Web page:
1. AIX-EN-PROVENCE A retired electrician who kept nearly 300 Pablo Picasso artworks in his garage for almost 40 years told a French appeal court on Monday that the artist's widow may have wanted to hide the works from his family.
"Mrs Jacqueline Picasso had problems with (her step-son) Claude (Ruiz) Picasso," Pierre Le Guennec said with a trembling voice, presenting a new version of events to the court in the southern city of Aix-en-Provence.
Le Guennec, convicted last year along with his wife of possessing stolen goods, said that Picasso's widow Jacqueline asked him to store between 15 and 17 garbage bags containing artworks after he died in April 1973.
The 77-year-old said that some time later she retrieved the bags but gave him one of them, saying: "Keep this, it's for you."
Le Guennec said "maybe" the widow was trying to prevent the works from being inventoried for the succession, and said he did not tell the truth in the earlier trial out of "fear of being accused, along with madame, of stealing these bags".
Le Guennec, who was the Picasso's handyman, had previously testified to being given the drawings while the artist was still alive, in 1971 or 1972. The couple's lawyer Eric Dupond-Moretti said he had learned the new version of events only a few days ago.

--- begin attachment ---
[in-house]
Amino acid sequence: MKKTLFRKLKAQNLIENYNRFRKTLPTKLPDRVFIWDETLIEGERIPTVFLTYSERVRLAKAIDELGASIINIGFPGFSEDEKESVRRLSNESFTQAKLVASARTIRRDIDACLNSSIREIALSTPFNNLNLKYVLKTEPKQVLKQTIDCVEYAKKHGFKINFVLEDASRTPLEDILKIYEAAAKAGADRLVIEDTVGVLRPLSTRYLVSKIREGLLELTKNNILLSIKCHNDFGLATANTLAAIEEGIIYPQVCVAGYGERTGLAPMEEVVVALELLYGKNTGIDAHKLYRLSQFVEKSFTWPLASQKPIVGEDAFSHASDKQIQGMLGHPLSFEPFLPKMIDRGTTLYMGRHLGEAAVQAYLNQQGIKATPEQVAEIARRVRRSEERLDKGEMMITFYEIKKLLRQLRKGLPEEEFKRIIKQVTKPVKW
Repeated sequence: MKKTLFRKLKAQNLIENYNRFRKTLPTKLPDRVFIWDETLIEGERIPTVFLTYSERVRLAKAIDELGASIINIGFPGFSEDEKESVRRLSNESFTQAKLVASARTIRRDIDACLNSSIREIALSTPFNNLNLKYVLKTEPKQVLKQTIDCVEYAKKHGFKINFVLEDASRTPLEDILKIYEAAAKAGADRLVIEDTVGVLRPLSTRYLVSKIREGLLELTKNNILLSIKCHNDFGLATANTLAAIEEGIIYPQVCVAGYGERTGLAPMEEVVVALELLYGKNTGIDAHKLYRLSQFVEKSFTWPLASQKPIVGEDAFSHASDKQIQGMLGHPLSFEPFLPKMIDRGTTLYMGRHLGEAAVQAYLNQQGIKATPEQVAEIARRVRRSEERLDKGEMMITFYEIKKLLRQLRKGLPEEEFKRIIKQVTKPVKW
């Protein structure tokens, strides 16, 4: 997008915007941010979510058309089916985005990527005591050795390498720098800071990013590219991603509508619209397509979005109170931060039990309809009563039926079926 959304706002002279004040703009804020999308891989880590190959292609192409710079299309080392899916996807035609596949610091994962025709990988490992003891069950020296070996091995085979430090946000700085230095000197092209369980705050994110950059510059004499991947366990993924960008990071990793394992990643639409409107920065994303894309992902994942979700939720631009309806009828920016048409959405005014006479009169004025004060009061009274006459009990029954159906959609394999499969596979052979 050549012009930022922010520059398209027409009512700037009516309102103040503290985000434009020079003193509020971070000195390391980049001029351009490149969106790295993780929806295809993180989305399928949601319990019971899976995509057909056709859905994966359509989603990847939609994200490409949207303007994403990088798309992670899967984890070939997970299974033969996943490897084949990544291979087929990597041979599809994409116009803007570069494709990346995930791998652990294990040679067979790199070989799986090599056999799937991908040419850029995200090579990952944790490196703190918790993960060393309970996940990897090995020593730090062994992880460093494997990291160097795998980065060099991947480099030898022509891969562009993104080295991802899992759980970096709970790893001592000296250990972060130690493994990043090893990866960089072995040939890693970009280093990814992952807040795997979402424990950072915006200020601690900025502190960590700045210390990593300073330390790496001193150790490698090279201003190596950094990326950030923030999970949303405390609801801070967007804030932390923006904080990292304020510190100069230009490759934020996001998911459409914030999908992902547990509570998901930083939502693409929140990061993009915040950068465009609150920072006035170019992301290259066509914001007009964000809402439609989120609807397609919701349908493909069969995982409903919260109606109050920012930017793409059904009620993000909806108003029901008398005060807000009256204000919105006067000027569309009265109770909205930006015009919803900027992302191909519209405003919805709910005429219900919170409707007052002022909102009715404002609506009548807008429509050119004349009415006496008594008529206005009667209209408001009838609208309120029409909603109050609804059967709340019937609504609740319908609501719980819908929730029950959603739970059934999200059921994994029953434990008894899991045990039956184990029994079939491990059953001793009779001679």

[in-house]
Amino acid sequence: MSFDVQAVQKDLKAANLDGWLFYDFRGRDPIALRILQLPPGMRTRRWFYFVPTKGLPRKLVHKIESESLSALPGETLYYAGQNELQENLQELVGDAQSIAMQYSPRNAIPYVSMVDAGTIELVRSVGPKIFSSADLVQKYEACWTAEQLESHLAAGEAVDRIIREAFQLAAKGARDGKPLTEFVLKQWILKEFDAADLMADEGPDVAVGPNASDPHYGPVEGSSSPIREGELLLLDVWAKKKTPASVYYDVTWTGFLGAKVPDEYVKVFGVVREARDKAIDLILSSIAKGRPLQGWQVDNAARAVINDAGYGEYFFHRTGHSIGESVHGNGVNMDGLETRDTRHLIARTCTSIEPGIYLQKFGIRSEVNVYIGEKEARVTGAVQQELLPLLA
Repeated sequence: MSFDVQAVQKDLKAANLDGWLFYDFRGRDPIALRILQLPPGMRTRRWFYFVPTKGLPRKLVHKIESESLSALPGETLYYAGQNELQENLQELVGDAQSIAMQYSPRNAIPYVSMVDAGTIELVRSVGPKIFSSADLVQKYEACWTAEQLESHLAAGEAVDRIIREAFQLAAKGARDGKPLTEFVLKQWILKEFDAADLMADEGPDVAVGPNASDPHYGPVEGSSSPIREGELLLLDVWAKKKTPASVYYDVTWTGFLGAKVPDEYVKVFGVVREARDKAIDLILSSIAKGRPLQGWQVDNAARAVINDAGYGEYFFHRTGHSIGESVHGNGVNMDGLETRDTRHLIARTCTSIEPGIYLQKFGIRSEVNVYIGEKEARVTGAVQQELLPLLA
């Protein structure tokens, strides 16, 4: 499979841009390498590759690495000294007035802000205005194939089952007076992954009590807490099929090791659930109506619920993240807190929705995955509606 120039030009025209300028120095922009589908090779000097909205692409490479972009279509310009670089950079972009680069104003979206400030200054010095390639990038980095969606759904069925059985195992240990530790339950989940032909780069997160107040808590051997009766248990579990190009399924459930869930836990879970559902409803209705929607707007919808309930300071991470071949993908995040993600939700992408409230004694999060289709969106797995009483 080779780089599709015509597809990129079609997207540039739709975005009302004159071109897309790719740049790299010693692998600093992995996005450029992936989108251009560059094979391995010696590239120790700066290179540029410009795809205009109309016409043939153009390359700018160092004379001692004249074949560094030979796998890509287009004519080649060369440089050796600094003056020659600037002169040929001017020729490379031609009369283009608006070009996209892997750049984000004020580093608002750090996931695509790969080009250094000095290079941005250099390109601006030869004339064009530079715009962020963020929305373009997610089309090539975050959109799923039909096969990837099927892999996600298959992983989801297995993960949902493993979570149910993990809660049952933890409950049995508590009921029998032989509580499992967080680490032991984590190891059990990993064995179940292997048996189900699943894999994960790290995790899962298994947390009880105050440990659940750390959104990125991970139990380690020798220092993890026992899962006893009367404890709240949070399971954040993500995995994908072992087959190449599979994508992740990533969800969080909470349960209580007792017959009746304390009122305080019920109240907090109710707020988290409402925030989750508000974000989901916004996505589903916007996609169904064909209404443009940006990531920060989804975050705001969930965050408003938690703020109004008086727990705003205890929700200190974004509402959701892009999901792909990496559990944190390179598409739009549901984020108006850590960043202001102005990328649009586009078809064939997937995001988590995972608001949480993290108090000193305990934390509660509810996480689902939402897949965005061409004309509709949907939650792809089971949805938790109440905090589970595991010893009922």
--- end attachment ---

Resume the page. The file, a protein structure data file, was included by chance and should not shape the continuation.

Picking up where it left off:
Le Guennec said Jacqueline gave him the 271 works --- 180 single pieces and a notebook containing 91 drawings --- as a gift recognising the couple's devotion.
He described the works as "drawings, sketches, (and) crumpled paper". Uninterested in the haul, Le Guennec said he put the collection in his garage and discovered it again in 2009.
Staggering lie
Claude Ruiz-Picasso's lawyer Jean-Jacques Neuer angrily denounced Le Guennec's testimony as a "staggering lie", saying the case involved the "art market's darkest and most powerful" forces engaged in an "international stolen art laundering" scam.
The collection, whose value has not been assessed, includes drawings of women and horses, nine rare Cubist collages from the time Picasso was working with fellow French artist Georges Braque and a work from his "blue period". Other more intimate works include portraits of Picasso's mistress Fernande, drawings of his first wife Olga and a drawing of a horse for his children. The works were created between 1900 and 1932.
The authorities seized them after Le Guennec tried to get them authenticated in 2010, showing them to Claude Ruiz-Picasso, who represents the artist's six heirs. The Picassos immediately pressed charges, and the works were handed over to Ruiz-Picasso.
The Le Guennecs were initially given two-year suspended prison terms for possessing stolen goods by a court in March 2015. The investigation did not formally identify the thief or thieves.